If you're not used to reading Elizabthean English or are put off by the thought of Shakespeare, this is a good place to start. This edition helpfully "translates" each sonnet into modern English on a facing page along with definitions for the more troubling words. Even with the help, I still don't think Shakespeare is all that easy to read. But anything you do in this world that makes you feel more passionate about life is a pretty good thing. If you give Shakespeare some of your time, he's bound to pay you back with plenty of interest.
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1 of 1 people found the following review helpful
5.0 out of 5 stars Excellent edition April 14 2000
Format:Mass Market Paperback
This edition of Shakespear's sonnets is all you need to read and understand the great Bard.
A very nice feature is the paraphrasing of the sonnets in contemporary English and a translation into ordinary language of the more difficult words.
The edition is a paperback small enough to be carried around to read during one's leisure.
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Amazon.com: 4.6 out of 5 stars  13 reviews
17 of 20 people found the following review helpful
5.0 out of 5 stars Full of life Sept. 17 2000
By C. Fletcher - Published on Amazon.com
Format:Mass Market Paperback
I read these sonnets two a day over the summer, and I wish there were more than 154 of them so I could keep going into the fall. I think I'll pick up "The Tempest" next.
The poetry in this volume is beautiful, equisite and full of passion. What makes Shakespeare worth reading is the way he lets the world into his lines. His metaphors appeal deliciously to the senses, like a beam of sunlight through a high window in the afternoon, or the smell of a new cut lawn in the spring. Shakespeare's writing is immortal, not because a conspiracy of teachers got together and decided it should be, but because it is full of life, and nothing that is full of life can really ever die.
If you're not used to reading Elizabthean English or are put off by the thought of Shakespeare, this is a good place to start. This edition helpfully "translates" each sonnet into modern English on a facing page along with definitions for the more troubling words. Even with the help, I still don't think Shakespeare is all that easy to read. But anything you do in this world that makes you feel more passionate about life is a pretty good thing. If you give Shakespeare some of your time, he's bound to pay you back with plenty of interest.
10 of 11 people found the following review helpful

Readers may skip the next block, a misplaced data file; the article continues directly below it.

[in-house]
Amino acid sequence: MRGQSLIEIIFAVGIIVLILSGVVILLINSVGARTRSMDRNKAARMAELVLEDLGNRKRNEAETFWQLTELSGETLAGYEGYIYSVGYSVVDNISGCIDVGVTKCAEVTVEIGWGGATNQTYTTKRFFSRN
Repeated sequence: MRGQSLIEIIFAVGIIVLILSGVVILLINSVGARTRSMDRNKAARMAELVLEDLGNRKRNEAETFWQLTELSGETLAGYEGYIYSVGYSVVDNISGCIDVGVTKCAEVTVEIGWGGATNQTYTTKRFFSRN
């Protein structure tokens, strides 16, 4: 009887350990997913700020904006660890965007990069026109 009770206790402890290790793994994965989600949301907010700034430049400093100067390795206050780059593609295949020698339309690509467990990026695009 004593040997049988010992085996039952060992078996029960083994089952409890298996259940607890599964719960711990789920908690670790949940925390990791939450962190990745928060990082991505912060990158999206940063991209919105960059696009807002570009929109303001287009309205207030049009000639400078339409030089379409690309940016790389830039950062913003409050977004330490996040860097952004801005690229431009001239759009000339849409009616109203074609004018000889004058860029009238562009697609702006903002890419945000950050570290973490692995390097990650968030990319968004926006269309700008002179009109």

5.0 out of 5 stars Excellent edition May 26 2006
By Brighton Funny - Published on Amazon.com
Format:Paperback
I recently used the Arden edition of the Sonnets in a graduate level course on Renaissance literature. It's useful, too, to have Helen Vendler's "Art of the Sonnet," as well as the Penguin edition (fewer notes than the Arden). Quite simply, the Arden excels in the scholarly apparatus. Also, for a concise, readable supplement, include Greenblatt's "Will in the World" (the chapter on the sonnets). But for a close study of the sonnets, if you need a single edition, Arden is terrific.
6 of 7 people found the following review helpful
5.0 out of 5 stars Ardens are Fantastic Sept. 11 2005
A Kid's Review - Published on Amazon.com
Format:Paperback
The secondary source material found in the appendices, the fantastic footnotes, the capacioius introductions, the big clear typeface, the textual editing decisions, all make the Ardens the best single-volume Shakespeares by a long shot. The rest pale by comparison.

The only drawback, god forgive this y-chromosomed curmudgeon, that I can see in this particular Arden is that the editor, Katherine Duncan-Jones, often tends to lean a bit too far to the left, indulging into too much gender politic-ing.

Duncan-Jones also spends a quite a bit of time arguing in a rather extended manner for composition dates that are self-consciously 'provocative' and seem to be much too speculative for an introduction.

One could match this with Booth's version, which by comparison seems perhaps a touch more shallow and hidebound-- but more solid, and get a nice complimentary set of typefaces and editorial views that would balance out nicely, I would suspect.
4 of 4 people found the following review helpful
5.0 out of 5 stars The Introduction is worth the price of the book, ten times the price Feb. 6 2007
By John - Published on Amazon.com
Format:Paperback
Ms. Duncan-Jones' Introduction is an extraordinary example of scholarship. To say that the Sonnets have been controversial throughout the time since their publication is a mild understatement. Ms. Duncan-Jones casts a brilliant and unwavering spotlight on these controversies and resolves them.

Any serious student of Shakespeare must read this Introduction.